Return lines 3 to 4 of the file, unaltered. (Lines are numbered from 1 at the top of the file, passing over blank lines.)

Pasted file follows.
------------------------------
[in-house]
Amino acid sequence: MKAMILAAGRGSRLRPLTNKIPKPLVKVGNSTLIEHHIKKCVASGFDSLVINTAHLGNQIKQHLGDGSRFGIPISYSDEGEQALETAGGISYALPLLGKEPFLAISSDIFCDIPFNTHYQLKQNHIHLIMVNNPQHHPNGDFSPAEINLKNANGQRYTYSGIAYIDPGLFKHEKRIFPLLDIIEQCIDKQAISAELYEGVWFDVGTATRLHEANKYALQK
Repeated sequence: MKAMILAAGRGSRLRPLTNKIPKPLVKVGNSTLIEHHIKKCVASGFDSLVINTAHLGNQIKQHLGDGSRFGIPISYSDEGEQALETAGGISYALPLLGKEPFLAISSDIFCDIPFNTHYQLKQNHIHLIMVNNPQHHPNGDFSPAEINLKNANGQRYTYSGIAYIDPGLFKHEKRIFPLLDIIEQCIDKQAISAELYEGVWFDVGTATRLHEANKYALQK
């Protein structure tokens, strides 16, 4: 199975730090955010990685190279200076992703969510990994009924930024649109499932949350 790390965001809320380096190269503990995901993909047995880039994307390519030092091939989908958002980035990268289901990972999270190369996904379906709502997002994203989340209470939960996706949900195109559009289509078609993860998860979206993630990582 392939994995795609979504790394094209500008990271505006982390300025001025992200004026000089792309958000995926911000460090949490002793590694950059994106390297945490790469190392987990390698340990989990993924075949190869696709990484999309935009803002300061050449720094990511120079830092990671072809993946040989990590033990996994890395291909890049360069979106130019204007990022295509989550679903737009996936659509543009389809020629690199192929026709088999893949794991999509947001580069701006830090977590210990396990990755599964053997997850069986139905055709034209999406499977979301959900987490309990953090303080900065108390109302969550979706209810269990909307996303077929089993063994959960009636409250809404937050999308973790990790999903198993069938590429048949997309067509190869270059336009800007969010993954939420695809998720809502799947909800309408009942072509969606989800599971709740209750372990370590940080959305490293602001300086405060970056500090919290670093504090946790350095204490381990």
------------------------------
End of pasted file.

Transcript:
Repeated sequence: MKAMILAAGRGSRLRPLTNKIPKPLVKVGNSTLIEHHIKKCVASGFDSLVINTAHLGNQIKQHLGDGSRFGIPISYSDEGEQALETAGGISYALPLLGKEPFLAISSDIFCDIPFNTHYQLKQNHIHLIMVNNPQHHPNGDFSPAEINLKNANGQRYTYSGIAYIDPGLFKHEKRIFPLLDIIEQCIDKQAISAELYEGVWFDVGTATRLHEANKYALQK
């Protein structure tokens, strides 16, 4: 199975730090955010990685190279200076992703969510990994009924930024649109499932949350 790390965001809320380096190269503990995901993909047995880039994307390519030092091939989908958002980035990268289901990972999270190369996904379906709502997002994203989340209470939960996706949900195109559009289509078609993860998860979206993630990582 392939994995795609979504790394094209500008990271505006982390300025001025992200004026000089792309958000995926911000460090949490002793590694950059994106390297945490790469190392987990390698340990989990993924075949190869696709990484999309935009803002300061050449720094990511120079830092990671072809993946040989990590033990996994890395291909890049360069979106130019204007990022295509989550679903737009996936659509543009389809020629690199192929026709088999893949794991999509947001580069701006830090977590210990396990990755599964053997997850069986139905055709034209999406499977979301959900987490309990953090303080900065108390109302969550979706209810269990909307996303077929089993063994959960009636409250809404937050999308973790990790999903198993069938590429048949997309067509190869270059336009800007969010993954939420695809998720809502799947909800309408009942072509969606989800599971709740209750372990370590940080959305490293602001300086405060970056500090919290670093504090946790350095204490381990």